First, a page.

The long-term future of the four large Australian banks is going to be closely related to the very different computer system strategies each is adopting.
This week, National Australia Bank went public in explaining that it was three years into a nine-year program to replace its entire computer system, which is based on very old computer technology – the same technology that the other banks have at their base.
NAB is embracing the Oracle total banking computer solution, which has been successfully introduced into a number of small banks (including the NAB’s UBank) but has never been applied to a bank as complex as NAB.
As technology now stands, if the introduction is successful (and NAB’s Gavin Slater says it's like converting a 747 to an A380 at 30,000 feet) then NAB will have a big advantage over its competitors.
Commonwealth Bank is currently the market leader in technology, thanks to the work of former chief executives David Murray and Ralph Norris. Commonwealth has developed a first class consumer banking system. But it did not tackle its core underlying systems as NAB is doing.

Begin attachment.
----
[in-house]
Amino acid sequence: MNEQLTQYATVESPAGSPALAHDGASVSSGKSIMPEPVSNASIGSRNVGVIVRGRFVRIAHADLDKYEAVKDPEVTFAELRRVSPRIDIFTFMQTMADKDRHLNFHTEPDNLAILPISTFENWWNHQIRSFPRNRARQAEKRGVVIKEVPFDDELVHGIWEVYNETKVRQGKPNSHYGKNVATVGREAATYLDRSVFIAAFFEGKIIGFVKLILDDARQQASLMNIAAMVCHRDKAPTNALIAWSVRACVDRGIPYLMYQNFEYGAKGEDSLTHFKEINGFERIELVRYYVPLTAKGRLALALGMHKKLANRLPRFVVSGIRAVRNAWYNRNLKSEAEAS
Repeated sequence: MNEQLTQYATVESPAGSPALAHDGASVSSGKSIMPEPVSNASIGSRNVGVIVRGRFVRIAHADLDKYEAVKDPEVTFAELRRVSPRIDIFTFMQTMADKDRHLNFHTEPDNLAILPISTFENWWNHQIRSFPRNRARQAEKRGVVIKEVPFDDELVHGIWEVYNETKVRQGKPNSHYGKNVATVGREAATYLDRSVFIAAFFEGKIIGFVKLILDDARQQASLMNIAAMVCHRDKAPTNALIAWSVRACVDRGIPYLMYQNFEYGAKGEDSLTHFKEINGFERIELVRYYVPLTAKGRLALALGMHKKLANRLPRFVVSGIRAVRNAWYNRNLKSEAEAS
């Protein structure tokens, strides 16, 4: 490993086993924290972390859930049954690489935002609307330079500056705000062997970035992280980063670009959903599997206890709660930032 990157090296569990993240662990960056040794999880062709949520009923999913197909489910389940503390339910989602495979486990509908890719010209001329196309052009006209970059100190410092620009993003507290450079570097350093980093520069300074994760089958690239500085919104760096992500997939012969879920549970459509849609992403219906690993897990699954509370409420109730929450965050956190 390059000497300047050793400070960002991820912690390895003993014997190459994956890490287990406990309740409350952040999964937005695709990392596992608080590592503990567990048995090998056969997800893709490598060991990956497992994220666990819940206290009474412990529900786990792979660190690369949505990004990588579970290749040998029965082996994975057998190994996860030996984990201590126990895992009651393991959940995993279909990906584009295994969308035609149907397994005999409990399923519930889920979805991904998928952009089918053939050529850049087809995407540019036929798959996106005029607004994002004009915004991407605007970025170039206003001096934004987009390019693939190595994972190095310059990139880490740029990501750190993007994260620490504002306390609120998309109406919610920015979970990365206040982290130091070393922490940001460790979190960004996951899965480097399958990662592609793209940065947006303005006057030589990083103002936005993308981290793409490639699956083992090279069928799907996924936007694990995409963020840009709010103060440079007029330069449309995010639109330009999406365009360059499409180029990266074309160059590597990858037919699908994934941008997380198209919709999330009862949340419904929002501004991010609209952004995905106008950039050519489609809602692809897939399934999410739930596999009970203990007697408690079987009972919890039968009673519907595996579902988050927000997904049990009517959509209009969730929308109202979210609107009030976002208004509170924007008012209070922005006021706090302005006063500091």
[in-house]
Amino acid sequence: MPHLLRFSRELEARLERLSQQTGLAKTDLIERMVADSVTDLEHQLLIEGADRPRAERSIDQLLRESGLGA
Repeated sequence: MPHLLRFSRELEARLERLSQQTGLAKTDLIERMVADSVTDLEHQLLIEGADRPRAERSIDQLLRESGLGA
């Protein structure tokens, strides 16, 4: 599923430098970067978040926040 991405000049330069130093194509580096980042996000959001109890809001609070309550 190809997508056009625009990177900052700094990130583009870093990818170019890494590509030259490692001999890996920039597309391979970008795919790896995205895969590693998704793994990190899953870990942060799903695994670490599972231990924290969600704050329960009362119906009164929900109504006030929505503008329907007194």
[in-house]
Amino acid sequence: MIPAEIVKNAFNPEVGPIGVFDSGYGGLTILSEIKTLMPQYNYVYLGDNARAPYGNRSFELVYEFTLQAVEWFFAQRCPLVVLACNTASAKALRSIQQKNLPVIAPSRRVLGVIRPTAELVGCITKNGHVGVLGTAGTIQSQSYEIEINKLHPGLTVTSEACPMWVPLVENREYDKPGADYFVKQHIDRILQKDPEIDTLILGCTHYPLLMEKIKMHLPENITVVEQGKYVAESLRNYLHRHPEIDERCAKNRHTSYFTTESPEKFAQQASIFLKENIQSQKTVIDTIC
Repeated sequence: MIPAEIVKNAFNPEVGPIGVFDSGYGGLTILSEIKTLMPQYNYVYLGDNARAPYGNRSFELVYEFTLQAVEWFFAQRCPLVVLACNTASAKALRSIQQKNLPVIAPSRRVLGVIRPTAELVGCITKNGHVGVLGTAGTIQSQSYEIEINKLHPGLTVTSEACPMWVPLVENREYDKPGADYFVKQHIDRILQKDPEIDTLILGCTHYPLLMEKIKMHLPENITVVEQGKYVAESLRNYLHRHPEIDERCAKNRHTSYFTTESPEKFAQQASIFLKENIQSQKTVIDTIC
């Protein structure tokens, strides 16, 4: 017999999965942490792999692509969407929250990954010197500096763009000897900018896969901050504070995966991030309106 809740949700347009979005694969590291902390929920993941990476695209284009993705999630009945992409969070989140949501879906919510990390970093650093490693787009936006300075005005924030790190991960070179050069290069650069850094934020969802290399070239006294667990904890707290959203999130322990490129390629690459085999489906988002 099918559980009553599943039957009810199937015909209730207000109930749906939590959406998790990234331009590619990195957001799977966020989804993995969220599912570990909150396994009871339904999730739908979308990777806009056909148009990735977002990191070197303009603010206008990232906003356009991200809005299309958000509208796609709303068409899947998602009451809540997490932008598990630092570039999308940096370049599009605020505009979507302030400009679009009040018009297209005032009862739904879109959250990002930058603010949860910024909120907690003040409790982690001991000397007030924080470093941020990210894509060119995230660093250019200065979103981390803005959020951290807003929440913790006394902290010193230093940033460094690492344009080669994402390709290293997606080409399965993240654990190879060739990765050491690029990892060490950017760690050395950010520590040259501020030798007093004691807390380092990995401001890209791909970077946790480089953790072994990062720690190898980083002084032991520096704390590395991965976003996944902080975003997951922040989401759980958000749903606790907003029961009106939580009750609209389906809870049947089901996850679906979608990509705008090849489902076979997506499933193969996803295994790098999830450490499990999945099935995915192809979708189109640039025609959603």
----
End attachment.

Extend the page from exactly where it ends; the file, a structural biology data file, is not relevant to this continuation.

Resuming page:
But the CBA systems are up and running. CBA critics say it is not going to be easy for the CBA to change its base system in a way that is compatible with its upfront systems. Commonwealth Bank would disagree.
Westpac and ANZ have not undertaken any fundamental change in computer systems and their investments have been confined to upgrading their product availability.
They would ague that when Commonwealth started its developments there was no overall replacement system available for existing banks. Oracle now has one but to some extent NAB has become a global pioneer. Westpac and ANZ will wait until the pioneering stage is over.
Long term, the bank that ends up with the best computer systems will be much faster and more flexible in tackling the revolution in banking products that is going to come from the rise of mobile phones and other new developments.
And they will have a lower cost base.